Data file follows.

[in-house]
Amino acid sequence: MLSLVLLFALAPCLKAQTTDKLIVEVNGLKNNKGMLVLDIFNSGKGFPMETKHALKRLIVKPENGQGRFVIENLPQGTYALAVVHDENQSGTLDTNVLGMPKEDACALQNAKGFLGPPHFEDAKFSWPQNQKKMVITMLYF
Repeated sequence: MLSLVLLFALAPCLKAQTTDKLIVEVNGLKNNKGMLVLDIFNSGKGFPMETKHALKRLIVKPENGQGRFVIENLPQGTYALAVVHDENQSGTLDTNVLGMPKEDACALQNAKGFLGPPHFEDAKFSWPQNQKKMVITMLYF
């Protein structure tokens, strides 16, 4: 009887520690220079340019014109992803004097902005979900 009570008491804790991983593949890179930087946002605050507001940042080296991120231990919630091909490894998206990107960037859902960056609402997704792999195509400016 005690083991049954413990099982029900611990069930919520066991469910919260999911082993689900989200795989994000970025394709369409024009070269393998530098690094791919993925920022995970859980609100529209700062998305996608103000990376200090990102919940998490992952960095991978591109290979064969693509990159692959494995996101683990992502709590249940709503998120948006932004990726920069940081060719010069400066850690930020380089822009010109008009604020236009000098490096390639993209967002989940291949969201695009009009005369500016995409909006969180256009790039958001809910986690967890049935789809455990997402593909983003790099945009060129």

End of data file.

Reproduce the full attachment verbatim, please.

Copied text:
[in-house]
Amino acid sequence: MLSLVLLFALAPCLKAQTTDKLIVEVNGLKNNKGMLVLDIFNSGKGFPMETKHALKRLIVKPENGQGRFVIENLPQGTYALAVVHDENQSGTLDTNVLGMPKEDACALQNAKGFLGPPHFEDAKFSWPQNQKKMVITMLYF
Repeated sequence: MLSLVLLFALAPCLKAQTTDKLIVEVNGLKNNKGMLVLDIFNSGKGFPMETKHALKRLIVKPENGQGRFVIENLPQGTYALAVVHDENQSGTLDTNVLGMPKEDACALQNAKGFLGPPHFEDAKFSWPQNQKKMVITMLYF
């Protein structure tokens, strides 16, 4: 009887520690220079340019014109992803004097902005979900 009570008491804790991983593949890179930087946002605050507001940042080296991120231990919630091909490894998206990107960037859902960056609402997704792999195509400016 005690083991049954413990099982029900611990069930919520066991469910919260999911082993689900989200795989994000970025394709369409024009070269393998530098690094791919993925920022995970859980609100529209700062998305996608103000990376200090990102919940998490992952960095991978591109290979064969693509990159692959494995996101683990992502709590249940709503998120948006932004990726920069940081060719010069400066850690930020380089822009010109008009604020236009000098490096390639993209967002989940291949969201695009009009005369500016995409909006969180256009790039958001809910986690967890049935789809455990997402593909983003790099945009060129």